Posted by Deborah on February 8, 2012
In Manzanita, the quaint beach town about six miles north of our place, there is a yarn store on the main street. I’m not a shopper, and confess to not really knowing what most of the merchants in Manzanita have to offer. Except for the bakery, the grocery and the bookstore, I’m just not curious about the other shopping opportunities. Perhaps I’m afraid of temptation, but apparently I wasn’t afraid enough to not wander into the yarn store. I went in there one day, almost two years ago, in my mud covered clothing, dirt under my fingernails, on a whim, after picking up some groceries at the Little Apple (the local market) across the street. The wool was seductive. I never ventured in again until this past fall when I asked the proprietress if I could have knitting lessons from her. She said “no” and “come to the knitting nights and someone will help you”. The wool had been gathering in my mind. The week before Christmas I nervously drove the six miles in the rainy dark to my first knitting night. And this is why I’m now painting sheep.
People ask me “What do you paint”? It’s a difficult question to answer and mostly I deflect and rattle off a list of subjects. What does one paint? It is of course the frightening question that steams in an artist’s mind whenever faced with a future exhibition. What will I paint? (heavy sigh) I’ve titled my upcoming show at Waterstone “Portraits of a Place” and I made a list of subjects a few months ago based on this idea. At the time I didn’t know I would be painting sheep. But I hadn’t yet met Sage Walden and Brian Tallman, or had I bottle fed a lamb. It seems my life is the well of subjects that I’m always worried about not knowing, not finding. It’s all there right in front of me all the time.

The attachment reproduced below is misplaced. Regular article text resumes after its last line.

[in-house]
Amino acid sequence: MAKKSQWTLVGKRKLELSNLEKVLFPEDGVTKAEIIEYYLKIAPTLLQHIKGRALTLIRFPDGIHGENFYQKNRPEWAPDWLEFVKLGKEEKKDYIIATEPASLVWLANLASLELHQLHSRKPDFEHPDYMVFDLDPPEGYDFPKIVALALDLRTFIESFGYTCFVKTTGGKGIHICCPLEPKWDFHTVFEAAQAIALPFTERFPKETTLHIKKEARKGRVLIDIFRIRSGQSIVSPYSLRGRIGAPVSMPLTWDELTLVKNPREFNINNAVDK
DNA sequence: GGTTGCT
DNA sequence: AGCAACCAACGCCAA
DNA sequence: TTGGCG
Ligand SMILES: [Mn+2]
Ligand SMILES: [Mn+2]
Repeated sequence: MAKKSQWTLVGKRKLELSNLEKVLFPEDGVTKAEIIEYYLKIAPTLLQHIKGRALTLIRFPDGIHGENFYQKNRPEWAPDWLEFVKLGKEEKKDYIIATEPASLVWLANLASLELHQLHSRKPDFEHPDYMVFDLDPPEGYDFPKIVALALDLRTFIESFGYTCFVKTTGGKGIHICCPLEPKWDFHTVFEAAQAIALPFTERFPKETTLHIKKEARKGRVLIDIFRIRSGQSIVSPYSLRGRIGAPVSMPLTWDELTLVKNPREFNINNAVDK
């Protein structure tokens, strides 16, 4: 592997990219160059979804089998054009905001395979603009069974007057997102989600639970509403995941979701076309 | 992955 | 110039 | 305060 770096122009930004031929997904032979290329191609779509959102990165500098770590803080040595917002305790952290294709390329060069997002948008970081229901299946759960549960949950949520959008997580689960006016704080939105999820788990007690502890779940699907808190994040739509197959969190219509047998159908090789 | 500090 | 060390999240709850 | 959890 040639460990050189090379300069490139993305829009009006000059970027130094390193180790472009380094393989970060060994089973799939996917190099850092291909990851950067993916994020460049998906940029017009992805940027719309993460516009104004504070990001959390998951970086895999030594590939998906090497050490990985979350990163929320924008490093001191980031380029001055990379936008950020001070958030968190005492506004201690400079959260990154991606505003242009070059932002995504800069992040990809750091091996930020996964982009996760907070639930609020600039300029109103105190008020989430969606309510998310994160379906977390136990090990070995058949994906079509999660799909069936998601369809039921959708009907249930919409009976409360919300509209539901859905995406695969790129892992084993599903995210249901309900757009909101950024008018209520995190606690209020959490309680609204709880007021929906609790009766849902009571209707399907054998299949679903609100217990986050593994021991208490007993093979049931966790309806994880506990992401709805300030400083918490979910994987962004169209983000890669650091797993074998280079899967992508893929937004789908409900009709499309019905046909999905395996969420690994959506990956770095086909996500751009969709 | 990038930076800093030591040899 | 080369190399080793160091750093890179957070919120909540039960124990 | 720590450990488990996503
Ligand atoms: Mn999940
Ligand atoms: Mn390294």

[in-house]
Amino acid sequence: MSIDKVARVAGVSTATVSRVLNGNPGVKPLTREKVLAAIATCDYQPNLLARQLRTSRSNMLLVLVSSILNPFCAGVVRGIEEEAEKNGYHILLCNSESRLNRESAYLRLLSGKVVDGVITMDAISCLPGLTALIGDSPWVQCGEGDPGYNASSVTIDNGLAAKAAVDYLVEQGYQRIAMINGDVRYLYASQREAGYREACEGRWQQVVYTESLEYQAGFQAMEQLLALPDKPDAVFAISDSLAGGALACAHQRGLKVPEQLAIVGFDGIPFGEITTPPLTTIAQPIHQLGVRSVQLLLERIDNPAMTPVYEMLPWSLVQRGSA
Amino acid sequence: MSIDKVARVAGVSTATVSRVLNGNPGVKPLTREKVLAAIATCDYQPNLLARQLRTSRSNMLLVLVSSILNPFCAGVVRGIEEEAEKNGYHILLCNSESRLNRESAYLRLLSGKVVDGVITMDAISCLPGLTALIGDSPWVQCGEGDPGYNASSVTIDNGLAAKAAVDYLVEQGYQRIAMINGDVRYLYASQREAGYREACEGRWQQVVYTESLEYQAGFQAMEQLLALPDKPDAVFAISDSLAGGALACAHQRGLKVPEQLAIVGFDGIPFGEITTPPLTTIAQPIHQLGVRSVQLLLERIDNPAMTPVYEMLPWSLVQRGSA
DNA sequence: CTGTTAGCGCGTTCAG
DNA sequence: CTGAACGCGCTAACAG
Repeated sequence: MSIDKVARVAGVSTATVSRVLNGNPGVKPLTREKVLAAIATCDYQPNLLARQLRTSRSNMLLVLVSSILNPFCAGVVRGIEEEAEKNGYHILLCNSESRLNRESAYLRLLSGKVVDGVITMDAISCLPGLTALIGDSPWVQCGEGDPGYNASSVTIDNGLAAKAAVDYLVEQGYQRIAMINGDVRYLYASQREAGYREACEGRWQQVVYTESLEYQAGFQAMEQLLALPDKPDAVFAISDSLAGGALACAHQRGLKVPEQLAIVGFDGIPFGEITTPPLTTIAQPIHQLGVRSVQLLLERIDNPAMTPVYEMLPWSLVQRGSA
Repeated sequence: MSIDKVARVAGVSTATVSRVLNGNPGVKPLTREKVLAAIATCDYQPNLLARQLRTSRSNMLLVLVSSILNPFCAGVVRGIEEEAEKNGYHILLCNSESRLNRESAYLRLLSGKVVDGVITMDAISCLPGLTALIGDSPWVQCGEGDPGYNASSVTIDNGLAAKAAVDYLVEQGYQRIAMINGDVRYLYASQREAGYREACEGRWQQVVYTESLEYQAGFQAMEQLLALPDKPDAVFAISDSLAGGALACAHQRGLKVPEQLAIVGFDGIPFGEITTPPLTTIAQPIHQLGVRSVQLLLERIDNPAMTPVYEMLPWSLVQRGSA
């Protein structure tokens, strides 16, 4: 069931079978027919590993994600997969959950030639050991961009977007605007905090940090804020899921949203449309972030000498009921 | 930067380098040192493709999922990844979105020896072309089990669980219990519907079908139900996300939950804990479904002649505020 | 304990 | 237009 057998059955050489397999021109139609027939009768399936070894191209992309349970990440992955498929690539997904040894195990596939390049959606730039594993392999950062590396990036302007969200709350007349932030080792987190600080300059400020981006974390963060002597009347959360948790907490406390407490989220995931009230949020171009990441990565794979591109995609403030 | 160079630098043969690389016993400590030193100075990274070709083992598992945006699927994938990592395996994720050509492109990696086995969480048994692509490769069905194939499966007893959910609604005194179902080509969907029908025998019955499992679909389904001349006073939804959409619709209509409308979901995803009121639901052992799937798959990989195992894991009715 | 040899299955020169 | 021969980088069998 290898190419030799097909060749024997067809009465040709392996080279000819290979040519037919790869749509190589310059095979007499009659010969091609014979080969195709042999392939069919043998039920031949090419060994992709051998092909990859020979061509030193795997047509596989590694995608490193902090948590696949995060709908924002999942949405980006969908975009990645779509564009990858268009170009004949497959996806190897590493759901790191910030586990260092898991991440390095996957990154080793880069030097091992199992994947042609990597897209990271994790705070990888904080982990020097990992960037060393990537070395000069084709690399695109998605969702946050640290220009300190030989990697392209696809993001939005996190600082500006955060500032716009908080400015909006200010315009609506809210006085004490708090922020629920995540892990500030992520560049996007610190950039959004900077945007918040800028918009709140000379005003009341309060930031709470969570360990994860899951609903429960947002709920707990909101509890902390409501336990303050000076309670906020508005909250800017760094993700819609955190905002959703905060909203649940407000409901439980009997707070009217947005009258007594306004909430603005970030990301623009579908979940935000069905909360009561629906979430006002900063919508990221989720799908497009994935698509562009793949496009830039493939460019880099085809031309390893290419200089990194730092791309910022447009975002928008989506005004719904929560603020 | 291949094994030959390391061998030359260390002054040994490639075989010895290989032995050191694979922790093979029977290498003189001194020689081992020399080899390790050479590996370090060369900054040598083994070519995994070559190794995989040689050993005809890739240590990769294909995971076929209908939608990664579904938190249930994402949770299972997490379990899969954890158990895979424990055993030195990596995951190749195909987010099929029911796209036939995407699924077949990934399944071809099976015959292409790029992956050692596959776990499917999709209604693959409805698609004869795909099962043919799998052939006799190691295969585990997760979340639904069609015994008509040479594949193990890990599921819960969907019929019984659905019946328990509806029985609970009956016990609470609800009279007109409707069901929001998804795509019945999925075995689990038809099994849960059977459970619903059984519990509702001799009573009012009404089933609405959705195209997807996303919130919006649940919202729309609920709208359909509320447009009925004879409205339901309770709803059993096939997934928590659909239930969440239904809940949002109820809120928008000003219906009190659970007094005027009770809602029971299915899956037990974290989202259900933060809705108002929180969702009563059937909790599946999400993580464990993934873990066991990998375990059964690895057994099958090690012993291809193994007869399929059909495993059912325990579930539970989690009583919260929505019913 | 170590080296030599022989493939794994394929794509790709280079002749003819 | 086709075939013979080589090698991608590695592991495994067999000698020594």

So Sage is a knitter, and a spinner of wool . She is usually at the knit nights imparting her considerable knowledge on the subject and sharing stories. It’s a cozy, relaxed scene and the women who come converse with heads bent to their hands, concentrating on stitches, rambling from needle sizes to recent events in the world and in their lives. Sage and Brian have a sheep and cattle farm up the Nehalem Valley. About three or four weeks ago the lambs started coming and Sage invited me to come out to see what that was like. The old “farmer-wanna-be” in me sniffed heaven and Carl and I took her up on the invitation one morning. We were immediately enlisted to gather lambs, bottle feed the scrawny ones, give water to the moms. We met Mrs. Hen, Albert the calf and Archie, the shepherd. As I gazed out across the fields, misty mountains in the background, sheep dotting the green pastures I saw the paintings that my great-grandfather, Willem Steelink, made his living and reputation by—sheep, bucolic and outlined by sunlight, peacefully nipping at green blades of grass. It was bemusing. Does everything eventually come down to genes? Is there an inherited vision? Who knows? I just knew it was time to paint sheep.
So there might be a portrait of a sheep or two in this upcoming show.